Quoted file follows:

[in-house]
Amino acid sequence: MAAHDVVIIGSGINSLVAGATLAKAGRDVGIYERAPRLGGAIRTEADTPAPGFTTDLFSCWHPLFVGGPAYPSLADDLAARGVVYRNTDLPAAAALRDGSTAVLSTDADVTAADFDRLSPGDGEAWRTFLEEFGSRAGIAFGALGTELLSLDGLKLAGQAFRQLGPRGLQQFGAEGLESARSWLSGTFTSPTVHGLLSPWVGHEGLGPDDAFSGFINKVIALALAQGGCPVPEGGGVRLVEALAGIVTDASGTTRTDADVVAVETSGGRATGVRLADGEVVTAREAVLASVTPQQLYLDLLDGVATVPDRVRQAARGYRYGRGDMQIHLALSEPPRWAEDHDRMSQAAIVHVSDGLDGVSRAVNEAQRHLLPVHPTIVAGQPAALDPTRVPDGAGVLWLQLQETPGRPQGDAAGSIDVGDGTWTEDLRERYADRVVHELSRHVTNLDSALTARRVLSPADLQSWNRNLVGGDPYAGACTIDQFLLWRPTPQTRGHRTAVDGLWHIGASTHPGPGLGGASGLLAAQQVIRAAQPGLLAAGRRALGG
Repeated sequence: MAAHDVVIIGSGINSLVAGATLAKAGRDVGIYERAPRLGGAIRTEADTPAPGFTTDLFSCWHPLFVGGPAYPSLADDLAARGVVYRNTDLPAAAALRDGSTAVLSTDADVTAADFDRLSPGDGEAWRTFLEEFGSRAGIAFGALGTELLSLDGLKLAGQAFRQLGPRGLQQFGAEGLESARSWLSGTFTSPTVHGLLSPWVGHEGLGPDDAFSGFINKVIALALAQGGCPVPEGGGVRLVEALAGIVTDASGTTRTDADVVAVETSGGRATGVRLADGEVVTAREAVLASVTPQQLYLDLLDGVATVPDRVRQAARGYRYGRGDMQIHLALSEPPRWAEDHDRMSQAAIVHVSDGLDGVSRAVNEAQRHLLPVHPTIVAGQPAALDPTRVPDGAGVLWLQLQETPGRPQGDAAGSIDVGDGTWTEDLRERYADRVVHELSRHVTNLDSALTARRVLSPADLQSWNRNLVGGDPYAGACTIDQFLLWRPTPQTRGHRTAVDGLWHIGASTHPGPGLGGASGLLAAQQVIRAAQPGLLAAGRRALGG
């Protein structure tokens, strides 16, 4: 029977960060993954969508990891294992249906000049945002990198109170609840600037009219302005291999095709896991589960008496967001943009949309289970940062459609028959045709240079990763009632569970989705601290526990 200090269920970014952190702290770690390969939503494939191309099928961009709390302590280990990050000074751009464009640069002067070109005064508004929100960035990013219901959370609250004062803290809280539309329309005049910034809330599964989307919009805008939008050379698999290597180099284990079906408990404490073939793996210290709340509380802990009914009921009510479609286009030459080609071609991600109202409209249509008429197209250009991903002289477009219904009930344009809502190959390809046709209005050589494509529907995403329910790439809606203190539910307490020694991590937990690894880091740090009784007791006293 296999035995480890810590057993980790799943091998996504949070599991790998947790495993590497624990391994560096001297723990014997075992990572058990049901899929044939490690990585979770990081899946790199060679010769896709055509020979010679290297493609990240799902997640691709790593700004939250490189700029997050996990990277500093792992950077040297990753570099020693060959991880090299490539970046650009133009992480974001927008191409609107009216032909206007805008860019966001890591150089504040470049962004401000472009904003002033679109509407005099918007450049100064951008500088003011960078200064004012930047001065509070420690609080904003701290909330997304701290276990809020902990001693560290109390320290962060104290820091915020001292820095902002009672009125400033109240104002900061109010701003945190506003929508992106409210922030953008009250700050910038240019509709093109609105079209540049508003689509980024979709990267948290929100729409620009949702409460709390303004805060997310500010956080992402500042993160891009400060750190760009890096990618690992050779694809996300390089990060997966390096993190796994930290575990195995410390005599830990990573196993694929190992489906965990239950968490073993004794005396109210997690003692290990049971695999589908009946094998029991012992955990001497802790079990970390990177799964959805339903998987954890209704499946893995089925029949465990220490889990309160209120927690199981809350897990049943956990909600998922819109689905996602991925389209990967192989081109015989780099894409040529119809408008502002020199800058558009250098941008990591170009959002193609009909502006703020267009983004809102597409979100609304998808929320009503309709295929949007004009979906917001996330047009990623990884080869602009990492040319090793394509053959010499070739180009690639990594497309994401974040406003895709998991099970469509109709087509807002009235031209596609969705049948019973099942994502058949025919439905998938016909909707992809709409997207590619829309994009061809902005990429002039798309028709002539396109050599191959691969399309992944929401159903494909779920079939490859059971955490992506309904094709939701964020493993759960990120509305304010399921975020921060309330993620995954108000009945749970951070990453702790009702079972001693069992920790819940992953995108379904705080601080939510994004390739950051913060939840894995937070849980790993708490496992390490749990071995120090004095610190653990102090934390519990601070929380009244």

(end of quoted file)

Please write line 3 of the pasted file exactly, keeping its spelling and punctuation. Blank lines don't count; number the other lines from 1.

Repeated sequence: MAAHDVVIIGSGINSLVAGATLAKAGRDVGIYERAPRLGGAIRTEADTPAPGFTTDLFSCWHPLFVGGPAYPSLADDLAARGVVYRNTDLPAAAALRDGSTAVLSTDADVTAADFDRLSPGDGEAWRTFLEEFGSRAGIAFGALGTELLSLDGLKLAGQAFRQLGPRGLQQFGAEGLESARSWLSGTFTSPTVHGLLSPWVGHEGLGPDDAFSGFINKVIALALAQGGCPVPEGGGVRLVEALAGIVTDASGTTRTDADVVAVETSGGRATGVRLADGEVVTAREAVLASVTPQQLYLDLLDGVATVPDRVRQAARGYRYGRGDMQIHLALSEPPRWAEDHDRMSQAAIVHVSDGLDGVSRAVNEAQRHLLPVHPTIVAGQPAALDPTRVPDGAGVLWLQLQETPGRPQGDAAGSIDVGDGTWTEDLRERYADRVVHELSRHVTNLDSALTARRVLSPADLQSWNRNLVGGDPYAGACTIDQFLLWRPTPQTRGHRTAVDGLWHIGASTHPGPGLGGASGLLAAQQVIRAAQPGLLAAGRRALGG